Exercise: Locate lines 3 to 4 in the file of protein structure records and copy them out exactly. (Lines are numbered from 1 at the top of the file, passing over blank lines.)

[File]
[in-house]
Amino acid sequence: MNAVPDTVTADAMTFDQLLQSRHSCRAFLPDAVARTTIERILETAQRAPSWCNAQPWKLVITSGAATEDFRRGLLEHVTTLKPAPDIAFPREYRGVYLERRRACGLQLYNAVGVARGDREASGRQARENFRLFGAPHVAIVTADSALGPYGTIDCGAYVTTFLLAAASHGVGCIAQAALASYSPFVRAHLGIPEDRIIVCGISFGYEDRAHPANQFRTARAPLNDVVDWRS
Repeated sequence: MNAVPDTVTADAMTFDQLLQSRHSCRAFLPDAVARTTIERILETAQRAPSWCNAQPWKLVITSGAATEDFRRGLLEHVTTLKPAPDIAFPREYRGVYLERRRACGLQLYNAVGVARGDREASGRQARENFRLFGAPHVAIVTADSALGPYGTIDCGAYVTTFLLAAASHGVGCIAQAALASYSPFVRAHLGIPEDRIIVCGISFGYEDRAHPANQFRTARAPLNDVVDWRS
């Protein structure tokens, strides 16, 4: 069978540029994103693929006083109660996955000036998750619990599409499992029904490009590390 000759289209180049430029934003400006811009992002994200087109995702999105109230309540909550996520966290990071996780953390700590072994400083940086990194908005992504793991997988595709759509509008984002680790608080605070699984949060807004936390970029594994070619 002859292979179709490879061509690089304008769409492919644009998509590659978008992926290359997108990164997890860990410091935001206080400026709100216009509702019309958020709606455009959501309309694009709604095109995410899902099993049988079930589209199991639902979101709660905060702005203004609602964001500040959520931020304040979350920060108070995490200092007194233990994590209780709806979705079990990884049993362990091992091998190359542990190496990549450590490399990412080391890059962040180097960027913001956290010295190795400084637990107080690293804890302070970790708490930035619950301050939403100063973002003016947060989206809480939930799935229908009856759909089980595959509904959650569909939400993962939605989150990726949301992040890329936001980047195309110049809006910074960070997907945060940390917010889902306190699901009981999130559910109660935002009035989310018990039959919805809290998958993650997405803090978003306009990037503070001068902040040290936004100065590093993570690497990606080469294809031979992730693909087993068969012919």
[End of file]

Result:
Repeated sequence: MNAVPDTVTADAMTFDQLLQSRHSCRAFLPDAVARTTIERILETAQRAPSWCNAQPWKLVITSGAATEDFRRGLLEHVTTLKPAPDIAFPREYRGVYLERRRACGLQLYNAVGVARGDREASGRQARENFRLFGAPHVAIVTADSALGPYGTIDCGAYVTTFLLAAASHGVGCIAQAALASYSPFVRAHLGIPEDRIIVCGISFGYEDRAHPANQFRTARAPLNDVVDWRS
């Protein structure tokens, strides 16, 4: 069978540029994103693929006083109660996955000036998750619990599409499992029904490009590390 000759289209180049430029934003400006811009992002994200087109995702999105109230309540909550996520966290990071996780953390700590072994400083940086990194908005992504793991997988595709759509509008984002680790608080605070699984949060807004936390970029594994070619 002859292979179709490879061509690089304008769409492919644009998509590659978008992926290359997108990164997890860990410091935001206080400026709100216009509702019309958020709606455009959501309309694009709604095109995410899902099993049988079930589209199991639902979101709660905060702005203004609602964001500040959520931020304040979350920060108070995490200092007194233990994590209780709806979705079990990884049993362990091992091998190359542990190496990549450590490399990412080391890059962040180097960027913001956290010295190795400084637990107080690293804890302070970790708490930035619950301050939403100063973002003016947060989206809480939930799935229908009856759909089980595959509904959650569909939400993962939605989150990726949301992040890329936001980047195309110049809006910074960070997907945060940390917010889902306190699901009981999130559910109660935002009035989310018990039959919805809290998958993650997405803090978003306009990037503070001068902040040290936004100065590093993570690497990606080469294809031979992730693909087993068969012919």